*In the Changeling the Lost campaign, I took advantage of a major quest arc wrapping up to make changes to the mechanics of the game. I'm hopeful about that. Essentially, I wanted to add the aspect and tags system from FATE to the game since it had worked well in a couple of the other versions of our house rules. We'll see how that plays out- this last session the group essentially changed the rule sof the game literally and figuratively in the campaign's freehold: establishing their own Court and subverting some agents of the enemy into joining them. Now they have to go and present themselves to the Princes of the city and then go and finish off the Draconic servants of a Keeper.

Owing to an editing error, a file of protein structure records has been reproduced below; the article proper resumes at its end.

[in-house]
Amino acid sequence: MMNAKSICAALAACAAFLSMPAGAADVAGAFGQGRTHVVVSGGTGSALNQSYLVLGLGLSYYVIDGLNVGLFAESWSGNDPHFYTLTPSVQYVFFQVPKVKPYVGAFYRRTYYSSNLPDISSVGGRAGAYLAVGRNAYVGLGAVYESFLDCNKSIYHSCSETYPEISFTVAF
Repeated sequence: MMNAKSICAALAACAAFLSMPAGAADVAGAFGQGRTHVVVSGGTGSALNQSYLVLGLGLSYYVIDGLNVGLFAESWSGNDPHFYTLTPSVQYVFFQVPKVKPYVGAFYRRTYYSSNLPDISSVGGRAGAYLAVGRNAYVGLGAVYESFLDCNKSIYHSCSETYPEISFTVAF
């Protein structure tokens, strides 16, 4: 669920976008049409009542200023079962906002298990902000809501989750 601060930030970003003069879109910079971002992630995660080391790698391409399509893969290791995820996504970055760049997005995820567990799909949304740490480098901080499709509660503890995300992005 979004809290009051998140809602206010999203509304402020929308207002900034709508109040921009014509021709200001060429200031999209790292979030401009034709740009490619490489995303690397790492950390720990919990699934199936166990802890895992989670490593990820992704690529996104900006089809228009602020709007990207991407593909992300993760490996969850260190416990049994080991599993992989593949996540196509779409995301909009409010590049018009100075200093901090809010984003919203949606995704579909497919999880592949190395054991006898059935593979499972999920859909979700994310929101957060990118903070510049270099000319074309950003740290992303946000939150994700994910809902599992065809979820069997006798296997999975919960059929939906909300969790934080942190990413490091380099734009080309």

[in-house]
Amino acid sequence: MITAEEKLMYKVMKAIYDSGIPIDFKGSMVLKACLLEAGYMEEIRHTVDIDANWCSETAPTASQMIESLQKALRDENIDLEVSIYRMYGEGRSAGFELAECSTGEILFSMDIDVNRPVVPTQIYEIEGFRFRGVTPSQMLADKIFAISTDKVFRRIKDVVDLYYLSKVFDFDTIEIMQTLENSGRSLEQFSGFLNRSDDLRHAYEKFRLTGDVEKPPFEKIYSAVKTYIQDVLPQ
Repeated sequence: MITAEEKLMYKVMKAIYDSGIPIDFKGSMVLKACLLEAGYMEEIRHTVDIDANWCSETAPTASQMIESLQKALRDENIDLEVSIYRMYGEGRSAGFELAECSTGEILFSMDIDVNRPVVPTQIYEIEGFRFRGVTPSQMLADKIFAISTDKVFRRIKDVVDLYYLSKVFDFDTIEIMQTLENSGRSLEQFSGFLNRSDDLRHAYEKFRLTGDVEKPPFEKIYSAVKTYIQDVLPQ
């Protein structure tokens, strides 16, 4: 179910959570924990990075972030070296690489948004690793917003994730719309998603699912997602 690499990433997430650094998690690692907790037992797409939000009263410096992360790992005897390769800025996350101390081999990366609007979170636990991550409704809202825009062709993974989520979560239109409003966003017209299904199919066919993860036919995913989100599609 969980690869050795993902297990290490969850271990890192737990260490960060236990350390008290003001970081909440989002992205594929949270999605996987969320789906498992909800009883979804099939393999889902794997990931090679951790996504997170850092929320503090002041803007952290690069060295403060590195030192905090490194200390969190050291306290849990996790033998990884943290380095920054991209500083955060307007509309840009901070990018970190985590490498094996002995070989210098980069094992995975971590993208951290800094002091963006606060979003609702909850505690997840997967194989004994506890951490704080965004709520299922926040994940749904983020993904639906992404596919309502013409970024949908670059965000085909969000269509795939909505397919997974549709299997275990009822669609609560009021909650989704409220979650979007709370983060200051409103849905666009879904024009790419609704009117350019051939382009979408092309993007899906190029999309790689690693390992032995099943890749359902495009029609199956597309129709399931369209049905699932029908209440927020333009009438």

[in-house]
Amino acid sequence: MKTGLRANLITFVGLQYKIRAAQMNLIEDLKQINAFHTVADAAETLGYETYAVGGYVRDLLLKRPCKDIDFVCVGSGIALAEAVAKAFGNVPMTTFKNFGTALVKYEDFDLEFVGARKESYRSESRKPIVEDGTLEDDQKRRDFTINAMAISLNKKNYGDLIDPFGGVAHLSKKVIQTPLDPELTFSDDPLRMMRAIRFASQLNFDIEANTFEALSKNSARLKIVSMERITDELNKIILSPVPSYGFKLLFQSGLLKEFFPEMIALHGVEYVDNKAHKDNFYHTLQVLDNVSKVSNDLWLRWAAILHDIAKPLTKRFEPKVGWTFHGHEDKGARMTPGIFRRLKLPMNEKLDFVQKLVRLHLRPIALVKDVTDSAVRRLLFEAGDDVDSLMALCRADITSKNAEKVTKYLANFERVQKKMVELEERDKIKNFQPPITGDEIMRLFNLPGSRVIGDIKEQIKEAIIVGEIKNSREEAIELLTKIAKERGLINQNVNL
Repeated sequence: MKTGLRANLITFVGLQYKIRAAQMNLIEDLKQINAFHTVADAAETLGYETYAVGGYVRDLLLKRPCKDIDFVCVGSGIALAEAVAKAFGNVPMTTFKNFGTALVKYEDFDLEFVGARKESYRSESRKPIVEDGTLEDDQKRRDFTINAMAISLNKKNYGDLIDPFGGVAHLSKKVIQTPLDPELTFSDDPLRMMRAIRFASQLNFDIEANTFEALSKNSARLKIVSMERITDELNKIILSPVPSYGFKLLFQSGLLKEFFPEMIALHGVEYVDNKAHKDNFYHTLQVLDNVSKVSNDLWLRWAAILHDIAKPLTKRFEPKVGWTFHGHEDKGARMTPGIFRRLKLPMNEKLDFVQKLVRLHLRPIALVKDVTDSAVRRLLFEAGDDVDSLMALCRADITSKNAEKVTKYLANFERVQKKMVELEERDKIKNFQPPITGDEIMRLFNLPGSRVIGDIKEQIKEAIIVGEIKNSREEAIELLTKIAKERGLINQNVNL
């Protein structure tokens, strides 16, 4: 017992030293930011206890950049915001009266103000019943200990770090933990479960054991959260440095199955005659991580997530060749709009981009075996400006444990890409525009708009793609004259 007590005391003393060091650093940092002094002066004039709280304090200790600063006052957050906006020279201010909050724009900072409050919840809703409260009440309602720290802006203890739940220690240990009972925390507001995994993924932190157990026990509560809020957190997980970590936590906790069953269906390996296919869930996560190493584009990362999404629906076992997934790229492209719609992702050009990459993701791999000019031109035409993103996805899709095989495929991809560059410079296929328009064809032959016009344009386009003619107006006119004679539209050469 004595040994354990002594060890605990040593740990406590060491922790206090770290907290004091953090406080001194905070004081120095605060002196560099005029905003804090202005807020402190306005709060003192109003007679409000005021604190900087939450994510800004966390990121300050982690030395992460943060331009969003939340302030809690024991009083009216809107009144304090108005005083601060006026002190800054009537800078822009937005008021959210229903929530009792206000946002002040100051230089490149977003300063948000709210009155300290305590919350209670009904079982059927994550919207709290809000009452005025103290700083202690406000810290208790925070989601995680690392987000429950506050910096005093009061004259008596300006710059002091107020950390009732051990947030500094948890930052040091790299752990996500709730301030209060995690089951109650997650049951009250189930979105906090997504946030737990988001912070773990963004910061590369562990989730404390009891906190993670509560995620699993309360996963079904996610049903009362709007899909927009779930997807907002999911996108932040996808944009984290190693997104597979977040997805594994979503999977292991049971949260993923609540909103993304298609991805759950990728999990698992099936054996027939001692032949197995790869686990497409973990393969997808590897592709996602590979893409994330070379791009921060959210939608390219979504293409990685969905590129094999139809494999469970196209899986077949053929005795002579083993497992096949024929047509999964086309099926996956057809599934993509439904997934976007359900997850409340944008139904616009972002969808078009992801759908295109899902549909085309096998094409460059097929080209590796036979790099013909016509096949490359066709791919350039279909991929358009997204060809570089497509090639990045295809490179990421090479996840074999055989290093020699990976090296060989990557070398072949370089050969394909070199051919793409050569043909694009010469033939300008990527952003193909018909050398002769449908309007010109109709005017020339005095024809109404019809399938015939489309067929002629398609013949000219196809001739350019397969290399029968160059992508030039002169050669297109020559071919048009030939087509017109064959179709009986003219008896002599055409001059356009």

*In the "Treasure Hunters" campaign, we had a long, long session. I'd say most of our weekend games end by midnight at the latest. Our Thursday and Sunday games end by 11pm at the latest. There's some calculation on the players part, especially regarding elements which refresh from session to session (such as abilities and drama points). On Saturday, the group continued their invasion of the Ninja Fortress. I'd intended the adventure to take one session, but the previous session had been delayed by two players arriving late from a horse-riding accident. So we pressed on- and I watched the players spend their points. It got later- mostly based on bad pacing on my part, but I was determined to wrap the adventure that night, so we started the big epic battle at 11pm. The group faced four times their number in enemies, including seven named and significant adversaries. We wrapped up at 1:30am after a pretty awesome battle. I like doing that every once in a while and it did mean the players had already tapped some of their resources.